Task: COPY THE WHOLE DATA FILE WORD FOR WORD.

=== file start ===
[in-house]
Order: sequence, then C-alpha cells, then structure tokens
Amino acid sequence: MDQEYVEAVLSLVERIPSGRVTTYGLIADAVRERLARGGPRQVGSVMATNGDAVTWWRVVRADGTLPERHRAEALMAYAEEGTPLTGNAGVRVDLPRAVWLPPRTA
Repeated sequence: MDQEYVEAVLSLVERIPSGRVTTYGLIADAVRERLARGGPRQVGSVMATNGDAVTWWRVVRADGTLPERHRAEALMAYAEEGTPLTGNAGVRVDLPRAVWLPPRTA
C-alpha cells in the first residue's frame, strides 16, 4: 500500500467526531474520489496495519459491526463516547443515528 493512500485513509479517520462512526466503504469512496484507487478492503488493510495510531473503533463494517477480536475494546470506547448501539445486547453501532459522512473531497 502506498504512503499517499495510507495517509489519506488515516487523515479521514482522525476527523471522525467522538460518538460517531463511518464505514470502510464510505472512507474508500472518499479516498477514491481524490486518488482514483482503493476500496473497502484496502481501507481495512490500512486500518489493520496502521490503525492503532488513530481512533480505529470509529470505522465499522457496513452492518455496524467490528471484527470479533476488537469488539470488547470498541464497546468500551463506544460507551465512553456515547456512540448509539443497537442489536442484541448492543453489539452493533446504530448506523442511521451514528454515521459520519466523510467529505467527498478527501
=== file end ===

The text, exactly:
[in-house]
Order: sequence, then C-alpha cells, then structure tokens
Amino acid sequence: MDQEYVEAVLSLVERIPSGRVTTYGLIADAVRERLARGGPRQVGSVMATNGDAVTWWRVVRADGTLPERHRAEALMAYAEEGTPLTGNAGVRVDLPRAVWLPPRTA
Repeated sequence: MDQEYVEAVLSLVERIPSGRVTTYGLIADAVRERLARGGPRQVGSVMATNGDAVTWWRVVRADGTLPERHRAEALMAYAEEGTPLTGNAGVRVDLPRAVWLPPRTA
C-alpha cells in the first residue's frame, strides 16, 4: 500500500467526531474520489496495519459491526463516547443515528 493512500485513509479517520462512526466503504469512496484507487478492503488493510495510531473503533463494517477480536475494546470506547448501539445486547453501532459522512473531497 502506498504512503499517499495510507495517509489519506488515516487523515479521514482522525476527523471522525467522538460518538460517531463511518464505514470502510464510505472512507474508500472518499479516498477514491481524490486518488482514483482503493476500496473497502484496502481501507481495512490500512486500518489493520496502521490503525492503532488513530481512533480505529470509529470505522465499522457496513452492518455496524467490528471484527470479533476488537469488539470488547470498541464497546468500551463506544460507551465512553456515547456512540448509539443497537442489536442484541448492543453489539452493533446504530448506523442511521451514528454515521459520519466523510467529505467527498478527501